In 2002, the Ministry of Information and Culture with the support of UNESCO organized a two-day long seminar. They invited many scholars to discuss how to solve the current archaeological problems. After that, they paid attention on the rehabilitation of the National Museum and how to preserve the ancient sites and how to deal with historical monuments. Now the museum stands on its own feet. We have sent some artefacts to international exhibitions. Since 2006, our artefacts have been exhibited in France, Italy, Amsterdam and the United States. People from all over the world went to visit these exhibitions. It was a good opportunity to introduce our cultural heritage and ancient civilization to the world.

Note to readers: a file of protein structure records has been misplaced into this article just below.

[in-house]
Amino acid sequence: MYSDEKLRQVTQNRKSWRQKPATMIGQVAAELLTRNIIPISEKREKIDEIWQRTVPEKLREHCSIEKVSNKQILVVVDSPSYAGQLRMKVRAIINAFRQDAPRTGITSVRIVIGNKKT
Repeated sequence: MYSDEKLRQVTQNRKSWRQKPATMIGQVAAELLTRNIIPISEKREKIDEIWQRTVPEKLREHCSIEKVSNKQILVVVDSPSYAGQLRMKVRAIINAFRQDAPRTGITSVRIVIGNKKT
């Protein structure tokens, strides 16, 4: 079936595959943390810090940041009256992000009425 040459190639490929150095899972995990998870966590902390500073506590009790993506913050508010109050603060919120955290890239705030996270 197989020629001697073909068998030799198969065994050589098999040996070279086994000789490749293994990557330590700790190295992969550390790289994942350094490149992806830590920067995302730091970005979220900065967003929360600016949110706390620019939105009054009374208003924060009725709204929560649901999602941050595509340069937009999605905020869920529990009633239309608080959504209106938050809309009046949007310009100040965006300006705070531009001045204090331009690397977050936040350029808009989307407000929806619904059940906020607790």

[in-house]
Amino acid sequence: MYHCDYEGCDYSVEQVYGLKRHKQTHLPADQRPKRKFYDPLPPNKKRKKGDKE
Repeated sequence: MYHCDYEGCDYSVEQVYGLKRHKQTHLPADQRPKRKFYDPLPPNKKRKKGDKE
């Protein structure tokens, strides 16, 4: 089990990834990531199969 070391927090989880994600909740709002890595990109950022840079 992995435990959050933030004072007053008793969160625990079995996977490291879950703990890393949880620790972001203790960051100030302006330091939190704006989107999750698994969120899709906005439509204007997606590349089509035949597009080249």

Since 2004, we have started to computerize all our main pieces with the support of SPACH and UNESCO. We want to build a database for the museum in order to have a close cooperation with famous museums all over the world. So far we have registered more than 50,000 pieces. At the same time, we are trying our best to help local museums in different provinces such as Herat, Ghazni, Khost, Kapisa, and Bamyan. In some provinces, we don’t have a building for a museum yet. In some provinces, we have land but we are looking for funds to build the museums. This would be very important for the local people. As you know, for Afghans it is difficult to visit the National Museum because of financial problems. If we have local museums, the younger generation will visit museums. They will know about the value of the historical artefacts and they will be more careful about the preservation of their cultural heritage. We are still weak in this area.